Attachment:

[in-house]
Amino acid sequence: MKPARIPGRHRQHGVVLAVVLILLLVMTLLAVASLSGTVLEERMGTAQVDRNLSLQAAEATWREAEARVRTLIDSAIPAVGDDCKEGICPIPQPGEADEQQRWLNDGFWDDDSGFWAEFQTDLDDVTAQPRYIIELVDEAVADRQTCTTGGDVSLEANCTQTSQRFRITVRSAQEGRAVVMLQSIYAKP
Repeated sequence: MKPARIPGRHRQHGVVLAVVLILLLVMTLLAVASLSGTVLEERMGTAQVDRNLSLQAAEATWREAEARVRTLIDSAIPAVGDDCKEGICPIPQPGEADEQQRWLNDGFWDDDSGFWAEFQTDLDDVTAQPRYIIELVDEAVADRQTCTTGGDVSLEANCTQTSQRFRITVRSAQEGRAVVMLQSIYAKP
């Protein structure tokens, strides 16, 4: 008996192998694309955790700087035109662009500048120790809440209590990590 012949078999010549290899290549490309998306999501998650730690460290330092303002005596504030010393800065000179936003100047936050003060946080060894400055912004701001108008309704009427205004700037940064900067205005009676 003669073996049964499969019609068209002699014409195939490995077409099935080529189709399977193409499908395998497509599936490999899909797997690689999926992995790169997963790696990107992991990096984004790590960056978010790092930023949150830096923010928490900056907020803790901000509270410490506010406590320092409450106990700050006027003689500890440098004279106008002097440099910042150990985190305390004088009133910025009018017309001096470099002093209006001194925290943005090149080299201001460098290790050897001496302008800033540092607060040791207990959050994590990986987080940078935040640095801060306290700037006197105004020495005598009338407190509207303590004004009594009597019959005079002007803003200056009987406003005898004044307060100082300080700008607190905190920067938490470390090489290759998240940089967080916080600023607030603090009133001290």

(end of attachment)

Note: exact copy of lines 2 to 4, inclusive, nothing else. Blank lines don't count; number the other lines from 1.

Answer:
Amino acid sequence: MKPARIPGRHRQHGVVLAVVLILLLVMTLLAVASLSGTVLEERMGTAQVDRNLSLQAAEATWREAEARVRTLIDSAIPAVGDDCKEGICPIPQPGEADEQQRWLNDGFWDDDSGFWAEFQTDLDDVTAQPRYIIELVDEAVADRQTCTTGGDVSLEANCTQTSQRFRITVRSAQEGRAVVMLQSIYAKP
Repeated sequence: MKPARIPGRHRQHGVVLAVVLILLLVMTLLAVASLSGTVLEERMGTAQVDRNLSLQAAEATWREAEARVRTLIDSAIPAVGDDCKEGICPIPQPGEADEQQRWLNDGFWDDDSGFWAEFQTDLDDVTAQPRYIIELVDEAVADRQTCTTGGDVSLEANCTQTSQRFRITVRSAQEGRAVVMLQSIYAKP
């Protein structure tokens, strides 16, 4: 008996192998694309955790700087035109662009500048120790809440209590990590 012949078999010549290899290549490309998306999501998650730690460290330092303002005596504030010393800065000179936003100047936050003060946080060894400055912004701001108008309704009427205004700037940064900067205005009676 003669073996049964499969019609068209002699014409195939490995077409099935080529189709399977193409499908395998497509599936490999899909797997690689999926992995790169997963790696990107992991990096984004790590960056978010790092930023949150830096923010928490900056907020803790901000509270410490506010406590320092409450106990700050006027003689500890440098004279106008002097440099910042150990985190305390004088009133910025009018017309001096470099002093209006001194925290943005090149080299201001460098290790050897001496302008800033540092607060040791207990959050994590990986987080940078935040640095801060306290700037006197105004020495005598009338407190509207303590004004009594009597019959005079002007803003200056009987406003005898004044307060100082300080700008607190905190920067938490470390090489290759998240940089967080916080600023607030603090009133001290």